SPEECH – A CALL FOR HARMONY AND LEADERSHIP – 25 SEPTEMBER 2014

SPEECH TO THE HOUSE OF REPRESENTATIVES

PARLIAMENT HOUSE, CANBERRA

THURSDAY, 25 SEPTEMBER 2014

In recent days, we have all been rightly shocked and appalled by the threat of terrorism on our shores perpetrated by those who adhere to the twisted and repugnant ideology of extremists.

The fear and anger that it has provoked is understandable, but in some cases, it has led us to act and speak in a manner which is contrary to our ethics and ideals.

Whilst we must be unanimous in unequivocally condemning these crimes and denouncing the invocation of religion to justify them, we must also be vigilant not to promote hostility towards any religion based on the violent actions of extremists and recognise that all of our religious communities continue to be actively, responsibly and positively integrated into mainstream Australian society.

Our nation takes great pride in its multicultural composition which is at the heart of our national identity and is intrinsic to our history and character.

Indeed, Australia’s vigour and cohesion rests upon the right for all of us to foster our cultural identity and to receive equal treatment, regardless of race, culture or religion. 

Of course, we have our differences. How could it be otherwise, given the rich diversity of our nation?

But these differences need to be celebrated and recognised as a source of social wealth and dynamism and as a key driver of our national prosperity.

The reality of everyday life in multicultural Australia is that we all have family members, friends, colleagues and neighbours who come from widely diverse origins.

And each us of want to be accepted as Australians and have a firm commitment to the institutional framework of our political and legal system.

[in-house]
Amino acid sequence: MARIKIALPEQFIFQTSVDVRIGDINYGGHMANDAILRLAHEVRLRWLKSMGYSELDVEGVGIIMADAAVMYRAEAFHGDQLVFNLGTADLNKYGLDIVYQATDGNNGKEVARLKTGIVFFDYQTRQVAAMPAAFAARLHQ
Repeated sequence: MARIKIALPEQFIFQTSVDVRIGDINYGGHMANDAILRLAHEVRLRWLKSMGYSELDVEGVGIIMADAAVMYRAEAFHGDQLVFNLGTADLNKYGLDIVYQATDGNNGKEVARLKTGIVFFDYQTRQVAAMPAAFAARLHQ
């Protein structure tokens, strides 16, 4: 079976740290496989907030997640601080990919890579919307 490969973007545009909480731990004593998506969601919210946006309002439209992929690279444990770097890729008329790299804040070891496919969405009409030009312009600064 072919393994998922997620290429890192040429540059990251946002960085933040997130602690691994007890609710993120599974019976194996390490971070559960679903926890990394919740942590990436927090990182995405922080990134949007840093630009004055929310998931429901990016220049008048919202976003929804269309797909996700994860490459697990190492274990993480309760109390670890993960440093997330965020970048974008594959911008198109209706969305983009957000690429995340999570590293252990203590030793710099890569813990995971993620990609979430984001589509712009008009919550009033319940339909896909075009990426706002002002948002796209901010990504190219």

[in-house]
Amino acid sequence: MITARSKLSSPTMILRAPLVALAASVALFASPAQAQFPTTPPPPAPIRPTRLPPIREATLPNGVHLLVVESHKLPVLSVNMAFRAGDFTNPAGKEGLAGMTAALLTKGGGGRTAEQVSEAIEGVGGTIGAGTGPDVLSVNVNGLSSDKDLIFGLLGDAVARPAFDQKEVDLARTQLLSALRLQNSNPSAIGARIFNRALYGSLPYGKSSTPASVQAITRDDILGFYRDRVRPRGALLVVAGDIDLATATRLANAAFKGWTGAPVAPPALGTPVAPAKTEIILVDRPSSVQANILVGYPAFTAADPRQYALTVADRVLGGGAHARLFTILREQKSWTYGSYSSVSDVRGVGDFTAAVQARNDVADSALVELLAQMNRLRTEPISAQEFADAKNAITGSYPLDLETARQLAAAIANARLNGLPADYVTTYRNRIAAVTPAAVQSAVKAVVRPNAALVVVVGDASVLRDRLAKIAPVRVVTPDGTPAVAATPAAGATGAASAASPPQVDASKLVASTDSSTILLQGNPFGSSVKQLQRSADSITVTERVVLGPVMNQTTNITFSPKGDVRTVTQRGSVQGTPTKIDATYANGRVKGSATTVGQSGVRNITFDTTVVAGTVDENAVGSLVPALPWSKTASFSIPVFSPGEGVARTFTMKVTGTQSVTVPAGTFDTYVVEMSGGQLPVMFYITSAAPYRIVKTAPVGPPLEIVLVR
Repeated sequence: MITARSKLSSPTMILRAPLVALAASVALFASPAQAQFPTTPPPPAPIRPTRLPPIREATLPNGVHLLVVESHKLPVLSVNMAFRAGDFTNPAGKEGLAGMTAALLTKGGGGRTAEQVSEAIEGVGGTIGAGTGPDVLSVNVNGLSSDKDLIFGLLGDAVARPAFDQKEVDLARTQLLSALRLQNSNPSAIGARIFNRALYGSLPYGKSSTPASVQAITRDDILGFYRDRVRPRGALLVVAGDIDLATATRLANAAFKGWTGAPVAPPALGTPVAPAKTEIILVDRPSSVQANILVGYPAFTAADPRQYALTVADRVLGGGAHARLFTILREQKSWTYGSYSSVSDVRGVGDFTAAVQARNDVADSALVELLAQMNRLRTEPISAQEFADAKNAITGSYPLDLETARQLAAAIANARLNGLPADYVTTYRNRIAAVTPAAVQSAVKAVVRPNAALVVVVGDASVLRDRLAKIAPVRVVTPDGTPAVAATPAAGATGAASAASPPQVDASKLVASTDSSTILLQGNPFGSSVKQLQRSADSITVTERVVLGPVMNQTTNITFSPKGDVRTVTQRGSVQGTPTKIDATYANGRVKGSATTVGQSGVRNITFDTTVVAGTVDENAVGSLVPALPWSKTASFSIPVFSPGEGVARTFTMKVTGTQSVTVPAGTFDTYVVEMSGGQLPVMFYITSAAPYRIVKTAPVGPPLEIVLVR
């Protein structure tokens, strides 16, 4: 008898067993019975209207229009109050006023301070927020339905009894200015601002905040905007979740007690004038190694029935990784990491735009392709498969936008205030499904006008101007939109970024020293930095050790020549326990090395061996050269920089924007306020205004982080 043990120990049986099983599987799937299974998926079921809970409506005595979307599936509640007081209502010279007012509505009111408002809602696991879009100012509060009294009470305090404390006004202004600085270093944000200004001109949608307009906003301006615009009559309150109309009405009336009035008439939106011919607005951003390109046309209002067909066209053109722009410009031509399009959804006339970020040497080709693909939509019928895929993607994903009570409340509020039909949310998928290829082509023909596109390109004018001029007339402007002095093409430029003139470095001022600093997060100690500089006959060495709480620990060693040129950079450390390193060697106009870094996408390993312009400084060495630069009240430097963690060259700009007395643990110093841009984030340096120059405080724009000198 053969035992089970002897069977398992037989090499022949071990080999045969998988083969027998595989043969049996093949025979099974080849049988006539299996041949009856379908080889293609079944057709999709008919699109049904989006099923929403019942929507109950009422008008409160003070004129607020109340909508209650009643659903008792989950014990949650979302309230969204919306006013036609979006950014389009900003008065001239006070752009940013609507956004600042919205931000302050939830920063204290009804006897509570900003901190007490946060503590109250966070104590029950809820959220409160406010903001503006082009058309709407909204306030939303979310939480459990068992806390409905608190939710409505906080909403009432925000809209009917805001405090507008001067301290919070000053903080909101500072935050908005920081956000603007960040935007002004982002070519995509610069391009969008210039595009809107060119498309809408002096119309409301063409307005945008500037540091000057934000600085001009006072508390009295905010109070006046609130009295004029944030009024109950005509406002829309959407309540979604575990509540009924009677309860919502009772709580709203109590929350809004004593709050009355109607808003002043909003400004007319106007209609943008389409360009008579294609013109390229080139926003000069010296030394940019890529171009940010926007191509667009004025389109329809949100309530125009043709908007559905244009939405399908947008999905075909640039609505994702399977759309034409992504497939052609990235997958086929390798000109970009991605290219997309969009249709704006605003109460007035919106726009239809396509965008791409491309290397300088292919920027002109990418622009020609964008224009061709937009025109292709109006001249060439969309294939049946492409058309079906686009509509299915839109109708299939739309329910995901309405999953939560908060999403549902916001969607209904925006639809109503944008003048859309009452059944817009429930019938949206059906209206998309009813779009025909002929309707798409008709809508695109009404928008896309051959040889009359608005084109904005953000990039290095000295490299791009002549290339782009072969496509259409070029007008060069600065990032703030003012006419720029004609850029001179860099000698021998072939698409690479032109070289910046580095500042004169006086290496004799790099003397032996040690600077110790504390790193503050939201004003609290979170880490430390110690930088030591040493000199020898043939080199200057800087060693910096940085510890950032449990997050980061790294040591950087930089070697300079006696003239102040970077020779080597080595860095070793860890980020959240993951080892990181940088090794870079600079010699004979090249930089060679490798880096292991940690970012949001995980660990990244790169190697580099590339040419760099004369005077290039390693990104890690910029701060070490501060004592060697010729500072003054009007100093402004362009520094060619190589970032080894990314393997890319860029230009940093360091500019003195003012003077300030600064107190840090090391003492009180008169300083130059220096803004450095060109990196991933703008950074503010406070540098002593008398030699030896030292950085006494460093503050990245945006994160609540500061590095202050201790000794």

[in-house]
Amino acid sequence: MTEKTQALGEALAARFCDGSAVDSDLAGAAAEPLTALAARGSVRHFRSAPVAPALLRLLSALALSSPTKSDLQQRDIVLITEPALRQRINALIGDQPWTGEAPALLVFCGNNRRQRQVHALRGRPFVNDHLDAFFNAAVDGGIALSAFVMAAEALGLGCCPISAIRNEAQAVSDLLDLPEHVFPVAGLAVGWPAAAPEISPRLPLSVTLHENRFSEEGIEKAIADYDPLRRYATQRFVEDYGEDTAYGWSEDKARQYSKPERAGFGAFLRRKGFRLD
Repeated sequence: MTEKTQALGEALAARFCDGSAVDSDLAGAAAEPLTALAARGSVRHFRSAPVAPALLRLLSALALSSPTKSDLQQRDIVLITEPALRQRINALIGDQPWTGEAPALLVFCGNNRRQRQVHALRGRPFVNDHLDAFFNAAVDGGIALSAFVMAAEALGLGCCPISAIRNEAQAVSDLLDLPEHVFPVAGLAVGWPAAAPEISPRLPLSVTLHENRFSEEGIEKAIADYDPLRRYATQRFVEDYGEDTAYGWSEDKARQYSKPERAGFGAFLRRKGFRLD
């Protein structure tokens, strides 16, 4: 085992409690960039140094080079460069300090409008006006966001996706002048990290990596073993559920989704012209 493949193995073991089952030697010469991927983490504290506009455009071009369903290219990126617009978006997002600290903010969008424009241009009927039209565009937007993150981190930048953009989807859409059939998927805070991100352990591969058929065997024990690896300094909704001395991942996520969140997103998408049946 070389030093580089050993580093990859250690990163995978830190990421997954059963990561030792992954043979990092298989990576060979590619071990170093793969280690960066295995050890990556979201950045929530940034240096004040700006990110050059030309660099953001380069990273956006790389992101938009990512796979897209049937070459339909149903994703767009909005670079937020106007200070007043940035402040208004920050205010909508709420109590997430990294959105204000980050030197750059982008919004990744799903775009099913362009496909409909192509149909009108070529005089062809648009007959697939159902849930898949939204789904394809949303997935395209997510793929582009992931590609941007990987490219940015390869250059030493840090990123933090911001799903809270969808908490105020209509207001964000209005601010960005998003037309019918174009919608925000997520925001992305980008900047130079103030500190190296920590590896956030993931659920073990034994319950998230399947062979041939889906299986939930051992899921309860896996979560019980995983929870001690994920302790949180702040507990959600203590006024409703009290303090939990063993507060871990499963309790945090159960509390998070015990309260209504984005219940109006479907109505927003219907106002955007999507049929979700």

We, as a society, need to build on these shared values rather than perpetuate superficial differences which benefits no one and tarnishes everyone.

We cannot succumb to the divisiveness of suspicion and mistrust.

If barriers exist within ourselves then those who wish to do us harm succeed.

So long as our national identity is defined by our differences, we will empower those who promote division rather than the cooperation that lift up the values of understanding and mutual respect.

This is an issue that I believe we cannot afford to simply ignore.

To do so would give credence to a profoundly distorted view of our tenets as a nation.

We must disown incendiary language and actions which only serve to denigrate both the greatness and the goodness of our nation.

And we must also promote the unity and harmony that we all cherish.

If we are going to uphold our proud tradition as a multicultural nation, our values must be guarded and vitalised anew by each generation of Australians.

Next month I will be partaking in the ‘Walk Together’ event being held right across Australia.

The event invites all Australians to come together in a celebration of our diversity.

Its theme of “common people with common dreams” highlights that our national harmony and aspirations are stronger than anything that drives us apart.

Here we have an example, repeated throughout Australia, in which persons of differing ethnic, cultural and linguistic heritages are able to relate to each other on equal terms; in which people are judged by what they say and do and not by what they look like and in which an Australian is not someone who conforms to a particular stereotype but whose citizenship is based upon their commitment to the social and moral values which underpin our society.

Our multiculturalism is about inclusion, not division. It is about interaction not isolation. It is about a melting pot of cultures embracing common values which enrich all Australians.

We, as a nation, need to turn to each other, not against each other and reaffirm our commitment to an Australia bound together by tolerance and consensus, rather than torn and divided by bigotry and confrontation.

ENDS